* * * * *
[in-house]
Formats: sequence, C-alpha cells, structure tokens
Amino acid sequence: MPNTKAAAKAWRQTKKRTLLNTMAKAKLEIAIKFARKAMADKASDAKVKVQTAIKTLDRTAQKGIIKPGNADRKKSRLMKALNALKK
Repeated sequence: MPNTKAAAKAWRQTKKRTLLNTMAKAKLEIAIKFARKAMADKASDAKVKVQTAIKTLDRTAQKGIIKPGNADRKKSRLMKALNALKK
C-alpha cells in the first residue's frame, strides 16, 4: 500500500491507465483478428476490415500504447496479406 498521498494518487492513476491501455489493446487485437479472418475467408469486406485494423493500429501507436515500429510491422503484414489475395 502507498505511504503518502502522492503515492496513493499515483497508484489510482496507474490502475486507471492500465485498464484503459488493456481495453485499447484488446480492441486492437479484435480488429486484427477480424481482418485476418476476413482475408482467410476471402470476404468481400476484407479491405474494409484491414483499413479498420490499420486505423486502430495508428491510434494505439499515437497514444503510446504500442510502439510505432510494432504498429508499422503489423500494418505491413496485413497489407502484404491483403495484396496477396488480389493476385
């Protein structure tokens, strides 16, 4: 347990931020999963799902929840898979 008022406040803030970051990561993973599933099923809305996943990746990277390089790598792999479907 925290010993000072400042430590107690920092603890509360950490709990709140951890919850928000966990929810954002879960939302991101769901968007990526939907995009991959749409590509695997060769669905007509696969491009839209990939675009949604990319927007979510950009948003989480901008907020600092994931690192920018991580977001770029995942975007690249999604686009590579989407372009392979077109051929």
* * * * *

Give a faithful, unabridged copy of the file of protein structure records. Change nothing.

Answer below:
[in-house]
Formats: sequence, C-alpha cells, structure tokens
Amino acid sequence: MPNTKAAAKAWRQTKKRTLLNTMAKAKLEIAIKFARKAMADKASDAKVKVQTAIKTLDRTAQKGIIKPGNADRKKSRLMKALNALKK
Repeated sequence: MPNTKAAAKAWRQTKKRTLLNTMAKAKLEIAIKFARKAMADKASDAKVKVQTAIKTLDRTAQKGIIKPGNADRKKSRLMKALNALKK
C-alpha cells in the first residue's frame, strides 16, 4: 500500500491507465483478428476490415500504447496479406 498521498494518487492513476491501455489493446487485437479472418475467408469486406485494423493500429501507436515500429510491422503484414489475395 502507498505511504503518502502522492503515492496513493499515483497508484489510482496507474490502475486507471492500465485498464484503459488493456481495453485499447484488446480492441486492437479484435480488429486484427477480424481482418485476418476476413482475408482467410476471402470476404468481400476484407479491405474494409484491414483499413479498420490499420486505423486502430495508428491510434494505439499515437497514444503510446504500442510502439510505432510494432504498429508499422503489423500494418505491413496485413497489407502484404491483403495484396496477396488480389493476385
């Protein structure tokens, strides 16, 4: 347990931020999963799902929840898979 008022406040803030970051990561993973599933099923809305996943990746990277390089790598792999479907 925290010993000072400042430590107690920092603890509360950490709990709140951890919850928000966990929810954002879960939302991101769901968007990526939907995009991959749409590509695997060769669905007509696969491009839209990939675009949604990319927007979510950009948003989480901008907020600092994931690192920018991580977001770029995942975007690249999604686009590579989407372009392979077109051929």